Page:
Oil prices, which have fallen by more than half since June, need to drop even further and stay there for the first half of the year for the market to find a balance between supply and demand, Goldman Sachs Group Inc. says.
With OPEC resisting a production cut to stem the price slide, output reductions will come from U.S. shale drillers, who are pumping at the fastest pace in three decades, according to an e-mailed report by Goldman analysts including Jeffrey Currie in New York. Excess storage and tanker capacity suggests the market can run a surplus longer than it has in the past, so oil at around $40 for six months will be needed to slow U.S. producers, they said.
The bank reduced its six- and 12-month predictions for West Texas Intermediate, the U.S. benchmark, to $39 a barrel and $65, from $75 and $80, respectively, while its estimates for Brent, the global benchmark, were cut to $43 and $70, from $85 and $90, according to the report.
Brent, which peaked at $115.06 in June, dropped to $47.64 a barrel Monday on the London-based ICE Futures Europe exchange. WTI, whose high was $107.26 the same month, fell to $46.35 on the New York Mercantile Exchange.
“We forecast that the one-year-ahead WTI swap needs to remain below this $65 a barrel marginal cost, near $55 a barrel for the next year to sideline capital and keep investment low enough to create a physical re-balancing of the market,” the bank said.
Qatar estimates global surplus of crude at 2 million barrels a day. Goldman says there’s sufficient capacity to store half that for almost a year. The bank expects the spread between WTI and Brent to widen in the next quarter as discounted U.S. crude prices and “strong margins lead U.S. refineries to export the glut to the other side of the Atlantic.”
The Brent-WTI spread will average $5 a barrel in 2016, according to the bank. The gap was at $1.50 today.
Goldman doesn’t expect that Saudi Arabia or other core members of the Organization of Petroleum Exporting Countries will cut production, versus its previous expectation that the group would help balance the oil market in the second half of 2015, according to the report.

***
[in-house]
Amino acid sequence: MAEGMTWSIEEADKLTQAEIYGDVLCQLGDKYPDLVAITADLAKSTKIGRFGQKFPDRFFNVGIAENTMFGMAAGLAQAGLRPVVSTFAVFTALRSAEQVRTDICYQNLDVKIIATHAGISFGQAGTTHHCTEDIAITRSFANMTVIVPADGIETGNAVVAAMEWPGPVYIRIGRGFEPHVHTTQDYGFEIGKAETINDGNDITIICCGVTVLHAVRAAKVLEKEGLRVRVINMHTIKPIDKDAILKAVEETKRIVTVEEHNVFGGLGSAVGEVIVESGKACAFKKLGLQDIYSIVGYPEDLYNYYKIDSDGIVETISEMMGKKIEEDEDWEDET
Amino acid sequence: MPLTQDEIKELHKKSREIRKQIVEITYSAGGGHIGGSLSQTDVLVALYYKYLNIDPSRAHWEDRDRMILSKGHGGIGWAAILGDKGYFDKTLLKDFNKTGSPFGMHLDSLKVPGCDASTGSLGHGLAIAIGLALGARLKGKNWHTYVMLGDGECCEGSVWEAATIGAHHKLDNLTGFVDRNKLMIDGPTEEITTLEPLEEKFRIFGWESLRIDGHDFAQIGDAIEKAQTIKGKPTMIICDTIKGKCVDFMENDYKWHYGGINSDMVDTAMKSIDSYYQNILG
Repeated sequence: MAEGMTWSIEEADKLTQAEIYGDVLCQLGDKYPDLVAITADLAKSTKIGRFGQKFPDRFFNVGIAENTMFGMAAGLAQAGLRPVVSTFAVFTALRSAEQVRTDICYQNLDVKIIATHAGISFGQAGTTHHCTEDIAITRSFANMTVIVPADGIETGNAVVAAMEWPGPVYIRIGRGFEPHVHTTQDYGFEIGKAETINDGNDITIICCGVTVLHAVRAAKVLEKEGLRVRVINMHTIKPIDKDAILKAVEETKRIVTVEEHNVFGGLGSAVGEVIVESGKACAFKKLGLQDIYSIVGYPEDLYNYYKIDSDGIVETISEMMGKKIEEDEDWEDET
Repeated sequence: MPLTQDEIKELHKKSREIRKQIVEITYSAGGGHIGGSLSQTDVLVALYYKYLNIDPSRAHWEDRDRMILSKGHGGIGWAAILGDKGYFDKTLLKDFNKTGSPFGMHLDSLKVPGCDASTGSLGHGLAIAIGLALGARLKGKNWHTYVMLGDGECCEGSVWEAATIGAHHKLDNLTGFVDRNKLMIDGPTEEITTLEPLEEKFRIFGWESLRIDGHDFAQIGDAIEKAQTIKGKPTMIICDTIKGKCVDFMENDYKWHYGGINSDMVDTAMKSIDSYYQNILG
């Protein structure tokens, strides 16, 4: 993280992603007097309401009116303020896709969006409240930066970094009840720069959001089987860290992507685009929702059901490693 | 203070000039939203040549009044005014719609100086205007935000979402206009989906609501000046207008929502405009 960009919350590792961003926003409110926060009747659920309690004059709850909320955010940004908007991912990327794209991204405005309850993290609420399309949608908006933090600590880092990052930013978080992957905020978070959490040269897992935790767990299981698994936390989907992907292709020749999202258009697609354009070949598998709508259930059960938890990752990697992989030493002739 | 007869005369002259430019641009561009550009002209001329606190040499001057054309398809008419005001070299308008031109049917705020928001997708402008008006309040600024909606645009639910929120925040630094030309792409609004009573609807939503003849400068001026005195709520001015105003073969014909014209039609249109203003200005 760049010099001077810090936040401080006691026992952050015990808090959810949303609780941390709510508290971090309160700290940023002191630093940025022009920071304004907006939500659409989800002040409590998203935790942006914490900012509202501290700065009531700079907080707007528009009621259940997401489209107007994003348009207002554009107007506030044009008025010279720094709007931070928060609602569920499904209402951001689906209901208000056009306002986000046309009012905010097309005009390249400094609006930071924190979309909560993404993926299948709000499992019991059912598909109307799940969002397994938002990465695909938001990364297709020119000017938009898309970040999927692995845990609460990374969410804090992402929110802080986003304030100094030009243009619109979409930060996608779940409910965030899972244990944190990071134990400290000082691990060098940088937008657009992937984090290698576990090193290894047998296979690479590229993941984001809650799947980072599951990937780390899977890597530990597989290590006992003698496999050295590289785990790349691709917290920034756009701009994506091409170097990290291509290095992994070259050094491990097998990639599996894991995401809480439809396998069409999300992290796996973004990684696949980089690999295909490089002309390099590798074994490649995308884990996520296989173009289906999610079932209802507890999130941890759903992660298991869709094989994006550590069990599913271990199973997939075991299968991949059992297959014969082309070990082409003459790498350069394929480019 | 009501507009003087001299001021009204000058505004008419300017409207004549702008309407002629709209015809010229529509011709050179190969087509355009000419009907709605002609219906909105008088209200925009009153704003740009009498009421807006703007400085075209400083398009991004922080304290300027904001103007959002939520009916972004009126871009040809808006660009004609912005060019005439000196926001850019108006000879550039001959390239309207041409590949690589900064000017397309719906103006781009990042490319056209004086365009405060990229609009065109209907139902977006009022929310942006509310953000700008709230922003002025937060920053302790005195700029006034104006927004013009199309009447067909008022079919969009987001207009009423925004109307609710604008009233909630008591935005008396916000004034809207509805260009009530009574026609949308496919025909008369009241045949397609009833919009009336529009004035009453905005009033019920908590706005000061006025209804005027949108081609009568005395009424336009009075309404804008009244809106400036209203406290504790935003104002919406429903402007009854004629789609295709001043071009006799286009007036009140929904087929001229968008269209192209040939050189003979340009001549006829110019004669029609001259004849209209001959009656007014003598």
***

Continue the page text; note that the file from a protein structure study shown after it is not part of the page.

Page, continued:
“This is anchored on our expectation that the slowdown in U.S. shale oil production in second-half 2015 will be sufficient to clear the market overhang and the threat of capital being quickly redeployed to restart U.S. production growth,” it said.
Thirty-five horizontal rigs, used to reach oil deposits in tight rock formations such as North Dakota’s Bakken shale and Texas’s Permian Basin, were idled last week in the U.S., Baker Hughes Inc. said on its website Jan 9. It was the biggest single-week drop since the drilling boom started six years ago.
Oil at $45 a barrel would curb North Dakota’s output by 100,000 barrels a day to 1.1 million a day by early July, the state’s Department of Mineral Resources said in a presentation on its website dated Jan. 8. Production would continue to slide to 1.05 million barrels a day by the middle of 2016, it said.
OPEC, which pumps about 40 percent of the world’s oil, has stressed a dozen times in the past six weeks that it won’t curb output to halt the slump in prices. The group decided to maintain its collective quota at 30 million barrels a day at a Nov. 27 meeting in Vienna. Production averaged 30.24 million barrels a day in December, according to a Bloomberg survey.
Brent for February settlement dropped as much as $2.93, or 5.9 percent, to $47.18 a barrel on the London-based ICE Futures Europe exchange. WTI fell as much as $2.46 to $45.90 on the New York Mercantile Exchange.